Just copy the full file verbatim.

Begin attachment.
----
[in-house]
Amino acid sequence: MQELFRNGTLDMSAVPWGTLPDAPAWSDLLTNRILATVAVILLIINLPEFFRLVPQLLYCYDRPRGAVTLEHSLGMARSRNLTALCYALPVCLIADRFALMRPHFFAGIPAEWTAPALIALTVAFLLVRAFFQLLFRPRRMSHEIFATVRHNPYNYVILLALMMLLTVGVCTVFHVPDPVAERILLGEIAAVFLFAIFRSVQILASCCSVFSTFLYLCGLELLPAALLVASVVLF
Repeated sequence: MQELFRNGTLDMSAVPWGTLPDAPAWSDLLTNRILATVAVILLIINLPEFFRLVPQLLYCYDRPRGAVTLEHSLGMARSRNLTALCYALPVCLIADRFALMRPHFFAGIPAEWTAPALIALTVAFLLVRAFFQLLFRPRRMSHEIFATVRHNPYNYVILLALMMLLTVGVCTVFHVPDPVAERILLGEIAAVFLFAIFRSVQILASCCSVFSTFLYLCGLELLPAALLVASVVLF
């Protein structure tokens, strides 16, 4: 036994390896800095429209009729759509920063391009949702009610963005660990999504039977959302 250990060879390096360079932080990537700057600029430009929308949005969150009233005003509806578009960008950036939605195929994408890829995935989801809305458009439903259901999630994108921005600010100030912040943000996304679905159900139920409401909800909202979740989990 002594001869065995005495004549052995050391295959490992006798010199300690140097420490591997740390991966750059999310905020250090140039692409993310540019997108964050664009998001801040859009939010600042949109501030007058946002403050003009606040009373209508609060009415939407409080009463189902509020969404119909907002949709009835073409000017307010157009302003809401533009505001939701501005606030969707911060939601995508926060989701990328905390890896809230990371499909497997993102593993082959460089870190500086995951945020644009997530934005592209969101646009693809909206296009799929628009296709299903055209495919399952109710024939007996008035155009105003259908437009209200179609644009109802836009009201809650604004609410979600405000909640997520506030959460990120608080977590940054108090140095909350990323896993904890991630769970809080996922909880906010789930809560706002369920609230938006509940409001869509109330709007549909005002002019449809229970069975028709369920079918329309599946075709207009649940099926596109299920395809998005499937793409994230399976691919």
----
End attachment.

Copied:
[in-house]
Amino acid sequence: MQELFRNGTLDMSAVPWGTLPDAPAWSDLLTNRILATVAVILLIINLPEFFRLVPQLLYCYDRPRGAVTLEHSLGMARSRNLTALCYALPVCLIADRFALMRPHFFAGIPAEWTAPALIALTVAFLLVRAFFQLLFRPRRMSHEIFATVRHNPYNYVILLALMMLLTVGVCTVFHVPDPVAERILLGEIAAVFLFAIFRSVQILASCCSVFSTFLYLCGLELLPAALLVASVVLF
Repeated sequence: MQELFRNGTLDMSAVPWGTLPDAPAWSDLLTNRILATVAVILLIINLPEFFRLVPQLLYCYDRPRGAVTLEHSLGMARSRNLTALCYALPVCLIADRFALMRPHFFAGIPAEWTAPALIALTVAFLLVRAFFQLLFRPRRMSHEIFATVRHNPYNYVILLALMMLLTVGVCTVFHVPDPVAERILLGEIAAVFLFAIFRSVQILASCCSVFSTFLYLCGLELLPAALLVASVVLF
């Protein structure tokens, strides 16, 4: 036994390896800095429209009729759509920063391009949702009610963005660990999504039977959302 250990060879390096360079932080990537700057600029430009929308949005969150009233005003509806578009960008950036939605195929994408890829995935989801809305458009439903259901999630994108921005600010100030912040943000996304679905159900139920409401909800909202979740989990 002594001869065995005495004549052995050391295959490992006798010199300690140097420490591997740390991966750059999310905020250090140039692409993310540019997108964050664009998001801040859009939010600042949109501030007058946002403050003009606040009373209508609060009415939407409080009463189902509020969404119909907002949709009835073409000017307010157009302003809401533009505001939701501005606030969707911060939601995508926060989701990328905390890896809230990371499909497997993102593993082959460089870190500086995951945020644009997530934005592209969101646009693809909206296009799929628009296709299903055209495919399952109710024939007996008035155009105003259908437009209200179609644009109802836009009201809650604004609410979600405000909640997520506030959460990120608080977590940054108090140095909350990323896993904890991630769970809080996922909880906010789930809560706002369920609230938006509940409001869509109330709007549909005002002019449809229970069975028709369920079918329309599946075709207009649940099926596109299920395809998005499937793409994230399976691919």